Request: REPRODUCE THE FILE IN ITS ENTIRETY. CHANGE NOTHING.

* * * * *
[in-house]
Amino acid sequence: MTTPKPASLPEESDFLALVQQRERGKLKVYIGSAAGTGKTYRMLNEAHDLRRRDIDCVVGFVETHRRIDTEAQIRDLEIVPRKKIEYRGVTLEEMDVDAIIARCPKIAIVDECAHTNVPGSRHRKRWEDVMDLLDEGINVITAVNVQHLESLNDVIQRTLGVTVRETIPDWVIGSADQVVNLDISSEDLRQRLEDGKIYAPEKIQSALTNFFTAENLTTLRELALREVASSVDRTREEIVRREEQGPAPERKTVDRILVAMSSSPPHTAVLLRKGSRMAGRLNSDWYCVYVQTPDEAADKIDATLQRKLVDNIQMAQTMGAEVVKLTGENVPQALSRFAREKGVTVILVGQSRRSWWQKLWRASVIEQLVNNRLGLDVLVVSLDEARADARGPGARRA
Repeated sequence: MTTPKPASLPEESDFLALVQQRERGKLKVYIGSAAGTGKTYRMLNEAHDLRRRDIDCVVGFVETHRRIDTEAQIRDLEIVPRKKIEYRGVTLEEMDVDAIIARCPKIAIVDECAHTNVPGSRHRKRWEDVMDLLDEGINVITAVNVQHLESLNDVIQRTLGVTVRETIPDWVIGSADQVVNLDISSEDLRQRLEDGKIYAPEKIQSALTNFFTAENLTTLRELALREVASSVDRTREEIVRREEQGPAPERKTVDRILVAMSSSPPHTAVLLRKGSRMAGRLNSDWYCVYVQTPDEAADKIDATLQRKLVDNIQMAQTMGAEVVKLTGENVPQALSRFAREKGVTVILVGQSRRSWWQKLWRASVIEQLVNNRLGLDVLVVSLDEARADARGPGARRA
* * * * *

[in-house]
Amino acid sequence: MTTPKPASLPEESDFLALVQQRERGKLKVYIGSAAGTGKTYRMLNEAHDLRRRDIDCVVGFVETHRRIDTEAQIRDLEIVPRKKIEYRGVTLEEMDVDAIIARCPKIAIVDECAHTNVPGSRHRKRWEDVMDLLDEGINVITAVNVQHLESLNDVIQRTLGVTVRETIPDWVIGSADQVVNLDISSEDLRQRLEDGKIYAPEKIQSALTNFFTAENLTTLRELALREVASSVDRTREEIVRREEQGPAPERKTVDRILVAMSSSPPHTAVLLRKGSRMAGRLNSDWYCVYVQTPDEAADKIDATLQRKLVDNIQMAQTMGAEVVKLTGENVPQALSRFAREKGVTVILVGQSRRSWWQKLWRASVIEQLVNNRLGLDVLVVSLDEARADARGPGARRA
Repeated sequence: MTTPKPASLPEESDFLALVQQRERGKLKVYIGSAAGTGKTYRMLNEAHDLRRRDIDCVVGFVETHRRIDTEAQIRDLEIVPRKKIEYRGVTLEEMDVDAIIARCPKIAIVDECAHTNVPGSRHRKRWEDVMDLLDEGINVITAVNVQHLESLNDVIQRTLGVTVRETIPDWVIGSADQVVNLDISSEDLRQRLEDGKIYAPEKIQSALTNFFTAENLTTLRELALREVASSVDRTREEIVRREEQGPAPERKTVDRILVAMSSSPPHTAVLLRKGSRMAGRLNSDWYCVYVQTPDEAADKIDATLQRKLVDNIQMAQTMGAEVVKLTGENVPQALSRFAREKGVTVILVGQSRRSWWQKLWRASVIEQLVNNRLGLDVLVVSLDEARADARGPGARRA